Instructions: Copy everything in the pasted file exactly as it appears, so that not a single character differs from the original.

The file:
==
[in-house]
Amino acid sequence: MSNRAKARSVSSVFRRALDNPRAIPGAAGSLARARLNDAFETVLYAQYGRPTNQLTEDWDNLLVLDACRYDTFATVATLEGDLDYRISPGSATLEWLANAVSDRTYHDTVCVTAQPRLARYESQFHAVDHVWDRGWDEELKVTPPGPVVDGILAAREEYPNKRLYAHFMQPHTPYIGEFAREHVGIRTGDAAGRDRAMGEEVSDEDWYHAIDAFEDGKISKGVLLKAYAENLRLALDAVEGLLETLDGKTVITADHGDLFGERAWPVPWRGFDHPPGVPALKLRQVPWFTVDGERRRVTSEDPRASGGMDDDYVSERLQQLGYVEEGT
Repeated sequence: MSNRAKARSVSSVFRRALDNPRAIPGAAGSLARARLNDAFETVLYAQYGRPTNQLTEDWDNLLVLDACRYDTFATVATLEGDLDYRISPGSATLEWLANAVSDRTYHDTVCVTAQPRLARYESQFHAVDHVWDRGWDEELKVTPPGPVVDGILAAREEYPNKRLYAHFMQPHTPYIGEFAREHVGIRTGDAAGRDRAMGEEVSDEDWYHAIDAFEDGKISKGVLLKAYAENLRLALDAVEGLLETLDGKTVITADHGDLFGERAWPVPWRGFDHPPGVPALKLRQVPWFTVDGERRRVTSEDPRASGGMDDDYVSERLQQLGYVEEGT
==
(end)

[in-house]
Amino acid sequence: MSNRAKARSVSSVFRRALDNPRAIPGAAGSLARARLNDAFETVLYAQYGRPTNQLTEDWDNLLVLDACRYDTFATVATLEGDLDYRISPGSATLEWLANAVSDRTYHDTVCVTAQPRLARYESQFHAVDHVWDRGWDEELKVTPPGPVVDGILAAREEYPNKRLYAHFMQPHTPYIGEFAREHVGIRTGDAAGRDRAMGEEVSDEDWYHAIDAFEDGKISKGVLLKAYAENLRLALDAVEGLLETLDGKTVITADHGDLFGERAWPVPWRGFDHPPGVPALKLRQVPWFTVDGERRRVTSEDPRASGGMDDDYVSERLQQLGYVEEGT
Repeated sequence: MSNRAKARSVSSVFRRALDNPRAIPGAAGSLARARLNDAFETVLYAQYGRPTNQLTEDWDNLLVLDACRYDTFATVATLEGDLDYRISPGSATLEWLANAVSDRTYHDTVCVTAQPRLARYESQFHAVDHVWDRGWDEELKVTPPGPVVDGILAAREEYPNKRLYAHFMQPHTPYIGEFAREHVGIRTGDAAGRDRAMGEEVSDEDWYHAIDAFEDGKISKGVLLKAYAENLRLALDAVEGLLETLDGKTVITADHGDLFGERAWPVPWRGFDHPPGVPALKLRQVPWFTVDGERRRVTSEDPRASGGMDDDYVSERLQQLGYVEEGT